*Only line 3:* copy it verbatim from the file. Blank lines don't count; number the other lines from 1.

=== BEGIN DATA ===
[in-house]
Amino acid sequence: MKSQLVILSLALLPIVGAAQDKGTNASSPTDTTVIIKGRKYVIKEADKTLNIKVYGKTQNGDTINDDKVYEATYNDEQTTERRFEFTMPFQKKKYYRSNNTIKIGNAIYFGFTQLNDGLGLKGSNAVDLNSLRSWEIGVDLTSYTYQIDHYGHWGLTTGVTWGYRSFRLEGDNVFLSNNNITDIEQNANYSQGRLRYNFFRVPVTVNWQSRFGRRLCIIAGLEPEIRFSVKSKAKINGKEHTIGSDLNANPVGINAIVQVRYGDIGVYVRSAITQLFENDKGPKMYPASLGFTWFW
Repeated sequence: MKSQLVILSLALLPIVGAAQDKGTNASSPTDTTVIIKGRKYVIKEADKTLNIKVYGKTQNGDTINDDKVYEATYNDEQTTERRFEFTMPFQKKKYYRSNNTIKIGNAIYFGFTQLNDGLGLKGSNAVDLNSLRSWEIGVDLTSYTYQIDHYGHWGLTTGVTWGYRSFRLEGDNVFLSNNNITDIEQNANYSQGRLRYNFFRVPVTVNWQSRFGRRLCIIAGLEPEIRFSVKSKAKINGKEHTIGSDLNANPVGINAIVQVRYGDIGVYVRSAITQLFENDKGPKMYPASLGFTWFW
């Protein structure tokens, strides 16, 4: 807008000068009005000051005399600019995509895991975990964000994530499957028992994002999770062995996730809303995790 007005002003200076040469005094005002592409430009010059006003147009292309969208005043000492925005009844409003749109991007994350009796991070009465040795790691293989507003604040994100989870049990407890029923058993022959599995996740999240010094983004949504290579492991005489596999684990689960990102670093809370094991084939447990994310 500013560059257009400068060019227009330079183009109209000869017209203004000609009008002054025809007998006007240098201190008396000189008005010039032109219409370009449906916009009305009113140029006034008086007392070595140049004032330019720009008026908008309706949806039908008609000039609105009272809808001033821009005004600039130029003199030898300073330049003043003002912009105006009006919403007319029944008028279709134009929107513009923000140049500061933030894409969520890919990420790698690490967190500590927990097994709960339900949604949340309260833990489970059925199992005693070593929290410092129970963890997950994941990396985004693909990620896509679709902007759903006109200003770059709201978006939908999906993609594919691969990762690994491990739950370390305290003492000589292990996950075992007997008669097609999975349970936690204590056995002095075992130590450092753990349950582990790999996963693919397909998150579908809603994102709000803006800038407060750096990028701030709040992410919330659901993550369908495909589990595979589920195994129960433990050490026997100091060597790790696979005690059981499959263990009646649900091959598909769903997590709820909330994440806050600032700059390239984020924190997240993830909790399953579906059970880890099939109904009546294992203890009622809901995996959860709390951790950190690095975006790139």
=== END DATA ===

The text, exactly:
Repeated sequence: MKSQLVILSLALLPIVGAAQDKGTNASSPTDTTVIIKGRKYVIKEADKTLNIKVYGKTQNGDTINDDKVYEATYNDEQTTERRFEFTMPFQKKKYYRSNNTIKIGNAIYFGFTQLNDGLGLKGSNAVDLNSLRSWEIGVDLTSYTYQIDHYGHWGLTTGVTWGYRSFRLEGDNVFLSNNNITDIEQNANYSQGRLRYNFFRVPVTVNWQSRFGRRLCIIAGLEPEIRFSVKSKAKINGKEHTIGSDLNANPVGINAIVQVRYGDIGVYVRSAITQLFENDKGPKMYPASLGFTWFW